Thursday, 12 March 2009

Married men live longer - or - does it just feel longer!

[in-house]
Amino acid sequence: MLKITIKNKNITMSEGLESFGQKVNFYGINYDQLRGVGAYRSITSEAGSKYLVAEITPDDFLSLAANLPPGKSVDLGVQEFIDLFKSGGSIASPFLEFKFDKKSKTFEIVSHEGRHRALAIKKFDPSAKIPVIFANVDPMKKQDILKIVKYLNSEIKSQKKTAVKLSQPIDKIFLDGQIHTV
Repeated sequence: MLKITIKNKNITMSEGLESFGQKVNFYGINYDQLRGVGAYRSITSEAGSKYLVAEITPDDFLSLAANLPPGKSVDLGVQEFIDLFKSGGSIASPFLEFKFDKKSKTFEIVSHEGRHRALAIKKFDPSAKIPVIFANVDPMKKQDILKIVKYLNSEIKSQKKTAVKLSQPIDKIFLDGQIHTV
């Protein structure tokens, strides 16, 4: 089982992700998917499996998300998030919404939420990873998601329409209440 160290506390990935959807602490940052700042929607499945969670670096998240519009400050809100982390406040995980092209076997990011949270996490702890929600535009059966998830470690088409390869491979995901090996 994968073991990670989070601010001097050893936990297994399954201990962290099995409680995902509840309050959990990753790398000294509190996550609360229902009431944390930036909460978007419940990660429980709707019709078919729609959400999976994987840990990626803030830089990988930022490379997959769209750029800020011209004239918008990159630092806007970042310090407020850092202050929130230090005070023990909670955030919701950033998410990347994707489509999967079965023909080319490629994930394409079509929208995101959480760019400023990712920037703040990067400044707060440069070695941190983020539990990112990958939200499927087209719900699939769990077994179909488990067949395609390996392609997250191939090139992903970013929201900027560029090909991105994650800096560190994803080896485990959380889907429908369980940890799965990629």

We have know this for some time but the latest research from Australia suggests that the difference is getting smaller.A study of about 3,000 elderly men and women since 1988 found married men lived on average 11 months longer than their single counterparts. But marital status for women made no significant difference to longevity. Epidemiologist John McCallum, of the Victoria University in Melbourne, today said scientists were still speculating about the reasons for the difference. "It's the least successful men who are not married and the most successful women who are not married," Professor McCallum said. "One thought is that it's not so much marriage as the fact that it is the fitter people in a biological sense who get married. In other words, people who are hardier and stronger, who are going to survive longer anyway, get married. It could be that there are beneficial effects of having social support and company as well." Prof McCallum said the study had also found that being a non-drinker, a diabetic, a smoker or having high blood pressure reduced life expectancy. "Over the 15 years, men gained about nine months if they had been drinking moderate alcohol and women about five months," he said. The scientists found the benefits of alcohol consumption accumulate with age. "When we looked at the participants after 10 years, men gained eight months and women three months (over non-drinkers)," said Prof McCallum, who addressed the International Healthy Ageing and Longevity Conference in Brisbane. So - more good reasons for drinking!

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